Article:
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Michael Anthony SIMMONS





Classification: Mass murderer
Characteristics: Parricide - Mental retardation
Number of victims: 5
Date of murders: September 30, 2006
Date of arrest: Same day
Date of birth: April 26, 1965
Victims profile: His wife, Detra Rainey, 39, and her children William Lee Rainey, 16; Hakiem Rainey, 13; Malachi Robinson, 8; and Samenia Robinson, 6
Method of murder: Shooting
Location: Charleston County, South Carolina, USA
Status: Found mentally unfit to stand trial on June 20, 2008. Confined indefinitely in a secure state mental hospital

Suspect avoids trial

Simmons found mentally unfit; victims' family irate

By Glenn Smith - The Post and Courier

Saturday, June 21, 2008

Michael Anthony Simmons hunched over in a courtroom Friday, tears and sweat rolling down his cheeks.

He shook his head and pumped his leg. He stared blankly at his lawyer when a judge tried to question him.

Simmons' erratic behavior, coupled with a diagnosis of dementia, led Circuit Judge Kristi Harrington to determine that he is mentally unfit to stand trial in the killings of his wife and her four children in 2006.

The decision sparked angry reactions from relatives of the victims, who are convinced that Simmons is putting on a show to escape prison time for shooting to death 39-year-old Detra Rainey and her children, ages 6 to 16, inside their North Charleston mobile home.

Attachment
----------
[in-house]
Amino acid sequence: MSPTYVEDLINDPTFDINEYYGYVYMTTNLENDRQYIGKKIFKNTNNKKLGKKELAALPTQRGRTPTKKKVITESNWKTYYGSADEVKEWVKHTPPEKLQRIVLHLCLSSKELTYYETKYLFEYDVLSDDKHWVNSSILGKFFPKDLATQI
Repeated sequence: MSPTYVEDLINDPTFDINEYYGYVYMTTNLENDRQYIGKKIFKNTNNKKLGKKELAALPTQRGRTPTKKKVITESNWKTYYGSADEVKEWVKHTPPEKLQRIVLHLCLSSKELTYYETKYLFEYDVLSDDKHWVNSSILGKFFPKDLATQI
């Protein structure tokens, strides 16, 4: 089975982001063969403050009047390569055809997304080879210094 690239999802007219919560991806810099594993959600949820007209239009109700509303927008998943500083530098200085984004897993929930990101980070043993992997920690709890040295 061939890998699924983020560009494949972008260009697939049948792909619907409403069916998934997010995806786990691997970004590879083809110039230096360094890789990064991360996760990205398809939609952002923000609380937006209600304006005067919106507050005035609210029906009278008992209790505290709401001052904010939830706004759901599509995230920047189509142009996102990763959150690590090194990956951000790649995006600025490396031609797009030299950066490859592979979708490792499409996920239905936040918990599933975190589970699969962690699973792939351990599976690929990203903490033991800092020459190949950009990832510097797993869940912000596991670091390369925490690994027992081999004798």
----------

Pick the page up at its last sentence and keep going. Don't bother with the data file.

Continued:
"He's playing a game, that's all it is,"

Charles Thompson, Rainey's brother-in-law, said as left the courtroom.

"Yes he is," another relative replied with a grimace. "He needs to man up to what he's done."

That may never happen. If Simmons is to be believed, he recalls almost nothing from his past. He can't remember the killings or even the fact that he had a family, according to a forensic psychologist's report.

The judge's ruling paves the way for Simmons, 43, to be confined indefinitely in a secure state mental hospital.

Beattie Butler, Simmons' public defender, said Harrington made the only decision possible, given his client's precarious mental state.

Butler said there is clear evidence from brain scans that Simmons suffered a stroke of some kind while he was in jail. The resulting damage has left Simmons unable to comprehend the charges against him or assist in his defense. Simmons doesn't even realize he is in jail, he said.

"He is profoundly confused," Butler said.